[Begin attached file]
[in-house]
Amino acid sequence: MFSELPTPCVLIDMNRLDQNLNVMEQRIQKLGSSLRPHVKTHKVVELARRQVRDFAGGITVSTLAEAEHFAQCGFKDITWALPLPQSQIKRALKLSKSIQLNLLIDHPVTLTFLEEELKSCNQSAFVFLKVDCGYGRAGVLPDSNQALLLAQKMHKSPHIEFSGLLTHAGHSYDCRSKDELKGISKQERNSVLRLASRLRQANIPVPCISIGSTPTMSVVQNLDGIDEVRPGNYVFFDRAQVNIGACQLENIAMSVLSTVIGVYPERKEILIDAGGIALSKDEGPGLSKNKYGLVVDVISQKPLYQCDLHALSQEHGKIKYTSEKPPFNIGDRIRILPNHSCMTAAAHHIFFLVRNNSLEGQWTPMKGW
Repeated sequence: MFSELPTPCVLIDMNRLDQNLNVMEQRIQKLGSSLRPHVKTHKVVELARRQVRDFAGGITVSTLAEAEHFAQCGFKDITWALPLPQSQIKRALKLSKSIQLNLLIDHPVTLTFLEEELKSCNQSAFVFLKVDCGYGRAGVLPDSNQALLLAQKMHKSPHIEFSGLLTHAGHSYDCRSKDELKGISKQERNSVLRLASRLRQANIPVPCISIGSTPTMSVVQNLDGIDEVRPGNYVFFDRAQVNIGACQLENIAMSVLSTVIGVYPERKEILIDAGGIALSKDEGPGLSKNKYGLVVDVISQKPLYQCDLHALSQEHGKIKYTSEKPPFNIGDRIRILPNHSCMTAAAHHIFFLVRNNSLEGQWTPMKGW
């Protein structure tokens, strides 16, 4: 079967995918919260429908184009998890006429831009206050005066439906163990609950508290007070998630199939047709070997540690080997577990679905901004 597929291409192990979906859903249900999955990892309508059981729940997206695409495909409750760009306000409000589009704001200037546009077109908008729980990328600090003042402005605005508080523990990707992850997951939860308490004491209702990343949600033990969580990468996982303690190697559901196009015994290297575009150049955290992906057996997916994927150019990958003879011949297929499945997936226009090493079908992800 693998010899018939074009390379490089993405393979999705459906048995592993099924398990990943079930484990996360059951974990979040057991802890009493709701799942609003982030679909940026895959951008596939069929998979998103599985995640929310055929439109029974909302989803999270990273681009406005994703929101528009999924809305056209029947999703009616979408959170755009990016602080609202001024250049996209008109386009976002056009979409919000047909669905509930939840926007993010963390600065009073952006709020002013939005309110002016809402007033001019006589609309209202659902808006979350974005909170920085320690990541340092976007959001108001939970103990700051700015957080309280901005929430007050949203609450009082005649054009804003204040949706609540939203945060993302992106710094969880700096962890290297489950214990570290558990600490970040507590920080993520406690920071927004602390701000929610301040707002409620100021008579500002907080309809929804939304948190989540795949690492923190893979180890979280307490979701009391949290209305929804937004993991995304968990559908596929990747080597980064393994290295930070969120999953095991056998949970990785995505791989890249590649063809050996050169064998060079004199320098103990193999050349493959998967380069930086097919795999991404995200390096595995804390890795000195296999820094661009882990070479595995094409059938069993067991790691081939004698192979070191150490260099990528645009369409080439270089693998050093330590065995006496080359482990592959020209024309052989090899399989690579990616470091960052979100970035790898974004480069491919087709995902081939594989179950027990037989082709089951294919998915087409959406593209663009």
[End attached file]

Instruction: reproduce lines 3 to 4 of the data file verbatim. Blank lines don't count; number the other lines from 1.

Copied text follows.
Repeated sequence: MFSELPTPCVLIDMNRLDQNLNVMEQRIQKLGSSLRPHVKTHKVVELARRQVRDFAGGITVSTLAEAEHFAQCGFKDITWALPLPQSQIKRALKLSKSIQLNLLIDHPVTLTFLEEELKSCNQSAFVFLKVDCGYGRAGVLPDSNQALLLAQKMHKSPHIEFSGLLTHAGHSYDCRSKDELKGISKQERNSVLRLASRLRQANIPVPCISIGSTPTMSVVQNLDGIDEVRPGNYVFFDRAQVNIGACQLENIAMSVLSTVIGVYPERKEILIDAGGIALSKDEGPGLSKNKYGLVVDVISQKPLYQCDLHALSQEHGKIKYTSEKPPFNIGDRIRILPNHSCMTAAAHHIFFLVRNNSLEGQWTPMKGW
């Protein structure tokens, strides 16, 4: 079967995918919260429908184009998890006429831009206050005066439906163990609950508290007070998630199939047709070997540690080997577990679905901004 597929291409192990979906859903249900999955990892309508059981729940997206695409495909409750760009306000409000589009704001200037546009077109908008729980990328600090003042402005605005508080523990990707992850997951939860308490004491209702990343949600033990969580990468996982303690190697559901196009015994290297575009150049955290992906057996997916994927150019990958003879011949297929499945997936226009090493079908992800 693998010899018939074009390379490089993405393979999705459906048995592993099924398990990943079930484990996360059951974990979040057991802890009493709701799942609003982030679909940026895959951008596939069929998979998103599985995640929310055929439109029974909302989803999270990273681009406005994703929101528009999924809305056209029947999703009616979408959170755009990016602080609202001024250049996209008109386009976002056009979409919000047909669905509930939840926007993010963390600065009073952006709020002013939005309110002016809402007033001019006589609309209202659902808006979350974005909170920085320690990541340092976007959001108001939970103990700051700015957080309280901005929430007050949203609450009082005649054009804003204040949706609540939203945060993302992106710094969880700096962890290297489950214990570290558990600490970040507590920080993520406690920071927004602390701000929610301040707002409620100021008579500002907080309809929804939304948190989540795949690492923190893979180890979280307490979701009391949290209305929804937004993991995304968990559908596929990747080597980064393994290295930070969120999953095991056998949970990785995505791989890249590649063809050996050169064998060079004199320098103990193999050349493959998967380069930086097919795999991404995200390096595995804390890795000195296999820094661009882990070479595995094409059938069993067991790691081939004698192979070191150490260099990528645009369409080439270089693998050093330590065995006496080359482990592959020209024309052989090899399989690579990616470091960052979100970035790898974004480069491919087709995902081939594989179950027990037989082709089951294919998915087409959406593209663009």